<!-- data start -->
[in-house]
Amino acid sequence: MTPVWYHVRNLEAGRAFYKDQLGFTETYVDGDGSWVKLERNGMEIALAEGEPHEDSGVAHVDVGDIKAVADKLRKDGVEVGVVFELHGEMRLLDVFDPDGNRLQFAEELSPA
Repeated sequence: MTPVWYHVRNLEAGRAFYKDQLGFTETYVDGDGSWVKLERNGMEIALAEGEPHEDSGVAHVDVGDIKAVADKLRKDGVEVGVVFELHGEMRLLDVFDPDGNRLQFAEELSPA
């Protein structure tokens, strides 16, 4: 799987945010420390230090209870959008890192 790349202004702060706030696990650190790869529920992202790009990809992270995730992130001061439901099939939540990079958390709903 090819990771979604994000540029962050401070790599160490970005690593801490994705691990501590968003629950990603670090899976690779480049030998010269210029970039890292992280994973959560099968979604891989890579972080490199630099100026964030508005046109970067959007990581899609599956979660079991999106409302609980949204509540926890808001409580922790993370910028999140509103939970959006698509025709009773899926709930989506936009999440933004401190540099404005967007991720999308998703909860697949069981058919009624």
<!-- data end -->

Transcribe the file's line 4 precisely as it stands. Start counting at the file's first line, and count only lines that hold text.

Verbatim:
């Protein structure tokens, strides 16, 4: 799987945010420390230090209870959008890192 790349202004702060706030696990650190790869529920992202790009990809992270995730992130001061439901099939939540990079958390709903 090819990771979604994000540029962050401070790599160490970005690593801490994705691990501590968003629950990603670090899976690779480049030998010269210029970039890292992280994973959560099968979604891989890579972080490199630099100026964030508005046109970067959007990581899609599956979660079991999106409302609980949204509540926890808001409580922790993370910028999140509103939970959006698509025709009773899926709930989506936009999440933004401190540099404005967007991720999308998703909860697949069981058919009624």